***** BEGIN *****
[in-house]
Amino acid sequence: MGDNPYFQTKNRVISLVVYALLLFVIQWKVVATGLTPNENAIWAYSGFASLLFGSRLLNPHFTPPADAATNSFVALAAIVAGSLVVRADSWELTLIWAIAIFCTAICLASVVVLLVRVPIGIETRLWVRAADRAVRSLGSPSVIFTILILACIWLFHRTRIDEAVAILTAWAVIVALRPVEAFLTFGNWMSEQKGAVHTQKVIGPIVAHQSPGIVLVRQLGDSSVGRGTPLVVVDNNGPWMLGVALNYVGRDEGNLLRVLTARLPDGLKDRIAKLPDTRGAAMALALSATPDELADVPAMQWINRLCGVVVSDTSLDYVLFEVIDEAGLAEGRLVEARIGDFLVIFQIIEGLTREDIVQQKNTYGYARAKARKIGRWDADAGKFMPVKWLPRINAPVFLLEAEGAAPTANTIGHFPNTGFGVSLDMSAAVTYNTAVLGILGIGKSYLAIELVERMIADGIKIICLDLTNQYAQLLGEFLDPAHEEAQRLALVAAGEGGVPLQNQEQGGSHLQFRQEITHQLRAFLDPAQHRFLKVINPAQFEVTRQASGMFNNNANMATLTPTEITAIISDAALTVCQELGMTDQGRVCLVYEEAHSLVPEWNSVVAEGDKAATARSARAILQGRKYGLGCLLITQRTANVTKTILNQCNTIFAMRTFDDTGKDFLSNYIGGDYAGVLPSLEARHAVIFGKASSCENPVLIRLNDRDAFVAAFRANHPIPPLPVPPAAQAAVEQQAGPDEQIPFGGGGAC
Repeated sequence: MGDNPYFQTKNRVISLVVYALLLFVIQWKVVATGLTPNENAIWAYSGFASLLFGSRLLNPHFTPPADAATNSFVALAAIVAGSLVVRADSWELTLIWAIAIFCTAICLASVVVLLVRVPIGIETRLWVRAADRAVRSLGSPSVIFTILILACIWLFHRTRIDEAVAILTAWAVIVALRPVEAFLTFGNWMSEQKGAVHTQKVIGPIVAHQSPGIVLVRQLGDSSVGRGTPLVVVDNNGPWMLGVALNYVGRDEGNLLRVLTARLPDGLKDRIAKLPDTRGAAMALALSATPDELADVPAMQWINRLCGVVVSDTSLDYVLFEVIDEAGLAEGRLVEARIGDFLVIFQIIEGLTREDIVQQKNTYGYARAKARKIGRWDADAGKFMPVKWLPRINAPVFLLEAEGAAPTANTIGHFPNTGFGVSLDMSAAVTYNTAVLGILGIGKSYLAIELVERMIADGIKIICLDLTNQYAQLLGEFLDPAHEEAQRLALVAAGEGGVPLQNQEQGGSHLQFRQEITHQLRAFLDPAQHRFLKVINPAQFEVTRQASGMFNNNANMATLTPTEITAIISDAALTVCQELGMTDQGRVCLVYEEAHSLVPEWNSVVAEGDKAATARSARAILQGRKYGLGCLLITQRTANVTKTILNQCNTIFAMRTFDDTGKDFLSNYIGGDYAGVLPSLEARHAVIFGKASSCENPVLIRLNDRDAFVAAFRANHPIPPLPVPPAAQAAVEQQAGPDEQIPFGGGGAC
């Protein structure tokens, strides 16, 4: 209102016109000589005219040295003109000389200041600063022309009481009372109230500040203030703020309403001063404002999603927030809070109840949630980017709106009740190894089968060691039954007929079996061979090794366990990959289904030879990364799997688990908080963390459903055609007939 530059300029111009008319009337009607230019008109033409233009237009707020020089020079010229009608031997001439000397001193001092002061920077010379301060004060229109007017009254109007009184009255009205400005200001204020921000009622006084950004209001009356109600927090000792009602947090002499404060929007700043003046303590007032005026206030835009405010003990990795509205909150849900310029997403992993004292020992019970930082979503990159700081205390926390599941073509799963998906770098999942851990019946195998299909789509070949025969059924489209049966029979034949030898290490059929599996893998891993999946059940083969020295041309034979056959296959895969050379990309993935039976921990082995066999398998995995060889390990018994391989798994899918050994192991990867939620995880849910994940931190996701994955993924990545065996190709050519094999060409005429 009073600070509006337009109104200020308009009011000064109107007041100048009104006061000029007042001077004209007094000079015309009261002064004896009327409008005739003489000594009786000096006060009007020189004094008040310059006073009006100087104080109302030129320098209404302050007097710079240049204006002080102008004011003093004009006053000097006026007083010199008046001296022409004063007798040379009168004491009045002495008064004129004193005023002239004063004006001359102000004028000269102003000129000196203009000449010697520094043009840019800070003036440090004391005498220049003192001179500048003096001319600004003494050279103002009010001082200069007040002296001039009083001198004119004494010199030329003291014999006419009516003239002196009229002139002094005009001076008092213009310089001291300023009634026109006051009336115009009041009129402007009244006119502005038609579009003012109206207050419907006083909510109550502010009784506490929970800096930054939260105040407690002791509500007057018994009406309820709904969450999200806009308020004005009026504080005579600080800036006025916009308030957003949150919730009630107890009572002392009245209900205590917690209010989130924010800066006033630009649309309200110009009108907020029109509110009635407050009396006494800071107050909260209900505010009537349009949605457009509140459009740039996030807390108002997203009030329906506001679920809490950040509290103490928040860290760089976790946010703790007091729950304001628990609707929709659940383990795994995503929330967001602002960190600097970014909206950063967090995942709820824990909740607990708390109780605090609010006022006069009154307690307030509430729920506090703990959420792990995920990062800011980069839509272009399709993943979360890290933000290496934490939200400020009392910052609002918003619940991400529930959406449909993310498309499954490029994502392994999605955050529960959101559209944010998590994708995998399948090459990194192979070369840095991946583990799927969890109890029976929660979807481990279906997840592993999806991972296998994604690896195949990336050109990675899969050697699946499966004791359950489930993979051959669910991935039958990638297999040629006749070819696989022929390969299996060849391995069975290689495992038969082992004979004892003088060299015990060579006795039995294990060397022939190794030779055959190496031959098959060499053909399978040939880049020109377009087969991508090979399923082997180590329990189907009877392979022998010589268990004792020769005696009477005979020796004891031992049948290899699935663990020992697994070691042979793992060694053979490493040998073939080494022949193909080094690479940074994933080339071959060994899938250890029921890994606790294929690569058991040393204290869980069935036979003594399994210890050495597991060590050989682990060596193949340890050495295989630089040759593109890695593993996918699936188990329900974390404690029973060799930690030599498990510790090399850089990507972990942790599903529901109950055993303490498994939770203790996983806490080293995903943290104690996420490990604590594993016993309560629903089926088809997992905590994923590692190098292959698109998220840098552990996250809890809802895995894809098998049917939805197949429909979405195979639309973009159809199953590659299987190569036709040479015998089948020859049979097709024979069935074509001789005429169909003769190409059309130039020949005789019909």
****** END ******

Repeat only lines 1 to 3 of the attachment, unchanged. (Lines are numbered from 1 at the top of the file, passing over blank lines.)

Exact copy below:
[in-house]
Amino acid sequence: MGDNPYFQTKNRVISLVVYALLLFVIQWKVVATGLTPNENAIWAYSGFASLLFGSRLLNPHFTPPADAATNSFVALAAIVAGSLVVRADSWELTLIWAIAIFCTAICLASVVVLLVRVPIGIETRLWVRAADRAVRSLGSPSVIFTILILACIWLFHRTRIDEAVAILTAWAVIVALRPVEAFLTFGNWMSEQKGAVHTQKVIGPIVAHQSPGIVLVRQLGDSSVGRGTPLVVVDNNGPWMLGVALNYVGRDEGNLLRVLTARLPDGLKDRIAKLPDTRGAAMALALSATPDELADVPAMQWINRLCGVVVSDTSLDYVLFEVIDEAGLAEGRLVEARIGDFLVIFQIIEGLTREDIVQQKNTYGYARAKARKIGRWDADAGKFMPVKWLPRINAPVFLLEAEGAAPTANTIGHFPNTGFGVSLDMSAAVTYNTAVLGILGIGKSYLAIELVERMIADGIKIICLDLTNQYAQLLGEFLDPAHEEAQRLALVAAGEGGVPLQNQEQGGSHLQFRQEITHQLRAFLDPAQHRFLKVINPAQFEVTRQASGMFNNNANMATLTPTEITAIISDAALTVCQELGMTDQGRVCLVYEEAHSLVPEWNSVVAEGDKAATARSARAILQGRKYGLGCLLITQRTANVTKTILNQCNTIFAMRTFDDTGKDFLSNYIGGDYAGVLPSLEARHAVIFGKASSCENPVLIRLNDRDAFVAAFRANHPIPPLPVPPAAQAAVEQQAGPDEQIPFGGGGAC
Repeated sequence: MGDNPYFQTKNRVISLVVYALLLFVIQWKVVATGLTPNENAIWAYSGFASLLFGSRLLNPHFTPPADAATNSFVALAAIVAGSLVVRADSWELTLIWAIAIFCTAICLASVVVLLVRVPIGIETRLWVRAADRAVRSLGSPSVIFTILILACIWLFHRTRIDEAVAILTAWAVIVALRPVEAFLTFGNWMSEQKGAVHTQKVIGPIVAHQSPGIVLVRQLGDSSVGRGTPLVVVDNNGPWMLGVALNYVGRDEGNLLRVLTARLPDGLKDRIAKLPDTRGAAMALALSATPDELADVPAMQWINRLCGVVVSDTSLDYVLFEVIDEAGLAEGRLVEARIGDFLVIFQIIEGLTREDIVQQKNTYGYARAKARKIGRWDADAGKFMPVKWLPRINAPVFLLEAEGAAPTANTIGHFPNTGFGVSLDMSAAVTYNTAVLGILGIGKSYLAIELVERMIADGIKIICLDLTNQYAQLLGEFLDPAHEEAQRLALVAAGEGGVPLQNQEQGGSHLQFRQEITHQLRAFLDPAQHRFLKVINPAQFEVTRQASGMFNNNANMATLTPTEITAIISDAALTVCQELGMTDQGRVCLVYEEAHSLVPEWNSVVAEGDKAATARSARAILQGRKYGLGCLLITQRTANVTKTILNQCNTIFAMRTFDDTGKDFLSNYIGGDYAGVLPSLEARHAVIFGKASSCENPVLIRLNDRDAFVAAFRANHPIPPLPVPPAAQAAVEQQAGPDEQIPFGGGGAC